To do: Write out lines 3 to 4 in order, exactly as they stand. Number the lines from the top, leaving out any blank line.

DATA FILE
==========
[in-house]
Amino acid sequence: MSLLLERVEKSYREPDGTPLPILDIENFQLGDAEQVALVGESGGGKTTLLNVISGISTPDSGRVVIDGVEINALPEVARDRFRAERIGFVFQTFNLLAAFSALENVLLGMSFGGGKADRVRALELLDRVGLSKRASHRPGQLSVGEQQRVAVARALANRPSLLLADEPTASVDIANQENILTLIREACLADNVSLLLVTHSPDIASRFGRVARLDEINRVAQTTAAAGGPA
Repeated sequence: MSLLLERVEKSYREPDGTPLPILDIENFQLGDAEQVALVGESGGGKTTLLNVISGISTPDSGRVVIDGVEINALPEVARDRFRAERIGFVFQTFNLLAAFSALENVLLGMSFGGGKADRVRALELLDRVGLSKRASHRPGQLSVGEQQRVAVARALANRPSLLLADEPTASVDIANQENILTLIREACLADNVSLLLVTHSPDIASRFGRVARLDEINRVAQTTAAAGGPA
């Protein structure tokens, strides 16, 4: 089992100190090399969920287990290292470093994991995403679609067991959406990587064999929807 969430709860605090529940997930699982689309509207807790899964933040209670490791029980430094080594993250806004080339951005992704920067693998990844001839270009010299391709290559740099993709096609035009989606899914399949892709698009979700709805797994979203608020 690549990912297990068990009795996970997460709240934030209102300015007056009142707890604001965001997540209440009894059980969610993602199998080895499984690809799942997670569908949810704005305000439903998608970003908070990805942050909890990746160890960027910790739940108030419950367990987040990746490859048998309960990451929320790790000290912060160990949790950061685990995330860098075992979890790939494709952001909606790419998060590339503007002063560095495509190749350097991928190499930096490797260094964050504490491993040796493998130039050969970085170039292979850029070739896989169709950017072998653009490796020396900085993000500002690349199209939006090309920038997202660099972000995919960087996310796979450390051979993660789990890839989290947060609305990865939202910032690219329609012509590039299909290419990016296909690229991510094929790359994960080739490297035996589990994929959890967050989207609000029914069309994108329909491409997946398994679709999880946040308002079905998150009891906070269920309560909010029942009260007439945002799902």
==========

Repeated sequence: MSLLLERVEKSYREPDGTPLPILDIENFQLGDAEQVALVGESGGGKTTLLNVISGISTPDSGRVVIDGVEINALPEVARDRFRAERIGFVFQTFNLLAAFSALENVLLGMSFGGGKADRVRALELLDRVGLSKRASHRPGQLSVGEQQRVAVARALANRPSLLLADEPTASVDIANQENILTLIREACLADNVSLLLVTHSPDIASRFGRVARLDEINRVAQTTAAAGGPA
């Protein structure tokens, strides 16, 4: 089992100190090399969920287990290292470093994991995403679609067991959406990587064999929807 969430709860605090529940997930699982689309509207807790899964933040209670490791029980430094080594993250806004080339951005992704920067693998990844001839270009010299391709290559740099993709096609035009989606899914399949892709698009979700709805797994979203608020 690549990912297990068990009795996970997460709240934030209102300015007056009142707890604001965001997540209440009894059980969610993602199998080895499984690809799942997670569908949810704005305000439903998608970003908070990805942050909890990746160890960027910790739940108030419950367990987040990746490859048998309960990451929320790790000290912060160990949790950061685990995330860098075992979890790939494709952001909606790419998060590339503007002063560095495509190749350097991928190499930096490797260094964050504490491993040796493998130039050969970085170039292979850029070739896989169709950017072998653009490796020396900085993000500002690349199209939006090309920038997202660099972000995919960087996310796979450390051979993660789990890839989290947060609305990865939202910032690219329609012509590039299909290419990016296909690229991510094929790359994960080739490297035996589990994929959890967050989207609000029914069309994108329909491409997946398994679709999880946040308002079905998150009891906070269920309560909010029942009260007439945002799902």